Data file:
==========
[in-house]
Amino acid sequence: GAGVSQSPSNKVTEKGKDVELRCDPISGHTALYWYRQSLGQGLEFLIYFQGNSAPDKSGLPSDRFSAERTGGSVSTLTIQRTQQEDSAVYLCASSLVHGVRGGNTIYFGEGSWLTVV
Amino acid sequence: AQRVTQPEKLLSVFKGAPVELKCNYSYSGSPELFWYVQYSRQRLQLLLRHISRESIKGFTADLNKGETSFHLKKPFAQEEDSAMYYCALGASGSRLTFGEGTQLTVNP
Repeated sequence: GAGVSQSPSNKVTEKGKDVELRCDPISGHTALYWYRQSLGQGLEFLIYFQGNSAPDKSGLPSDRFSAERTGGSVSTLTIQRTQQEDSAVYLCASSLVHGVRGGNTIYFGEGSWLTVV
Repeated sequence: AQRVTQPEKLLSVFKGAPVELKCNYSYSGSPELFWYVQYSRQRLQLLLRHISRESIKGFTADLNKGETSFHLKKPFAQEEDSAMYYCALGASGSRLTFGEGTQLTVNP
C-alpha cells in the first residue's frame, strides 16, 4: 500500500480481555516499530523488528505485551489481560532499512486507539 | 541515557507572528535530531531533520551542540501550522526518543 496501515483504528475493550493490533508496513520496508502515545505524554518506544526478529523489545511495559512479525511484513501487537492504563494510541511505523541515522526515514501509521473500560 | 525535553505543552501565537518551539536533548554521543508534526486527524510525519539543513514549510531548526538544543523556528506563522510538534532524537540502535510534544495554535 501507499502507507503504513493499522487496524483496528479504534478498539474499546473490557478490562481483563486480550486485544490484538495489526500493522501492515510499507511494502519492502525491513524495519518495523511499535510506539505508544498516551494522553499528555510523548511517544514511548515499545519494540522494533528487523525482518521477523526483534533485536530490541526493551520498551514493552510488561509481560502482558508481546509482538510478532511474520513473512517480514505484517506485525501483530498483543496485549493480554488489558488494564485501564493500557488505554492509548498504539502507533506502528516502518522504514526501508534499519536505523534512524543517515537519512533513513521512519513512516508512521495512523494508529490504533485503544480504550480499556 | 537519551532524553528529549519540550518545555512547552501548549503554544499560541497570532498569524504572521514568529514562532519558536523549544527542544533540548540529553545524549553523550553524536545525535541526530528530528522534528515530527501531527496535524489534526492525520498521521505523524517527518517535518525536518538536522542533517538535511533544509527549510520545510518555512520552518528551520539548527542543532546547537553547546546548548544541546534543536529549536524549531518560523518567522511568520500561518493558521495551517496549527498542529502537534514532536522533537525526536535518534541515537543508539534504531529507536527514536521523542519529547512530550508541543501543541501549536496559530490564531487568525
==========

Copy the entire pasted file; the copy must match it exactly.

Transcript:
[in-house]
Amino acid sequence: GAGVSQSPSNKVTEKGKDVELRCDPISGHTALYWYRQSLGQGLEFLIYFQGNSAPDKSGLPSDRFSAERTGGSVSTLTIQRTQQEDSAVYLCASSLVHGVRGGNTIYFGEGSWLTVV
Amino acid sequence: AQRVTQPEKLLSVFKGAPVELKCNYSYSGSPELFWYVQYSRQRLQLLLRHISRESIKGFTADLNKGETSFHLKKPFAQEEDSAMYYCALGASGSRLTFGEGTQLTVNP
Repeated sequence: GAGVSQSPSNKVTEKGKDVELRCDPISGHTALYWYRQSLGQGLEFLIYFQGNSAPDKSGLPSDRFSAERTGGSVSTLTIQRTQQEDSAVYLCASSLVHGVRGGNTIYFGEGSWLTVV
Repeated sequence: AQRVTQPEKLLSVFKGAPVELKCNYSYSGSPELFWYVQYSRQRLQLLLRHISRESIKGFTADLNKGETSFHLKKPFAQEEDSAMYYCALGASGSRLTFGEGTQLTVNP
C-alpha cells in the first residue's frame, strides 16, 4: 500500500480481555516499530523488528505485551489481560532499512486507539 | 541515557507572528535530531531533520551542540501550522526518543 496501515483504528475493550493490533508496513520496508502515545505524554518506544526478529523489545511495559512479525511484513501487537492504563494510541511505523541515522526515514501509521473500560 | 525535553505543552501565537518551539536533548554521543508534526486527524510525519539543513514549510531548526538544543523556528506563522510538534532524537540502535510534544495554535 501507499502507507503504513493499522487496524483496528479504534478498539474499546473490557478490562481483563486480550486485544490484538495489526500493522501492515510499507511494502519492502525491513524495519518495523511499535510506539505508544498516551494522553499528555510523548511517544514511548515499545519494540522494533528487523525482518521477523526483534533485536530490541526493551520498551514493552510488561509481560502482558508481546509482538510478532511474520513473512517480514505484517506485525501483530498483543496485549493480554488489558488494564485501564493500557488505554492509548498504539502507533506502528516502518522504514526501508534499519536505523534512524543517515537519512533513513521512519513512516508512521495512523494508529490504533485503544480504550480499556 | 537519551532524553528529549519540550518545555512547552501548549503554544499560541497570532498569524504572521514568529514562532519558536523549544527542544533540548540529553545524549553523550553524536545525535541526530528530528522534528515530527501531527496535524489534526492525520498521521505523524517527518517535518525536518538536522542533517538535511533544509527549510520545510518555512520552518528551520539548527542543532546547537553547546546548548544541546534543536529549536524549531518560523518567522511568520500561518493558521495551517496549527498542529502537534514532536522533537525526536535518534541515537543508539534504531529507536527514536521523542519529547512530550508541543501543541501549536496559530490564531487568525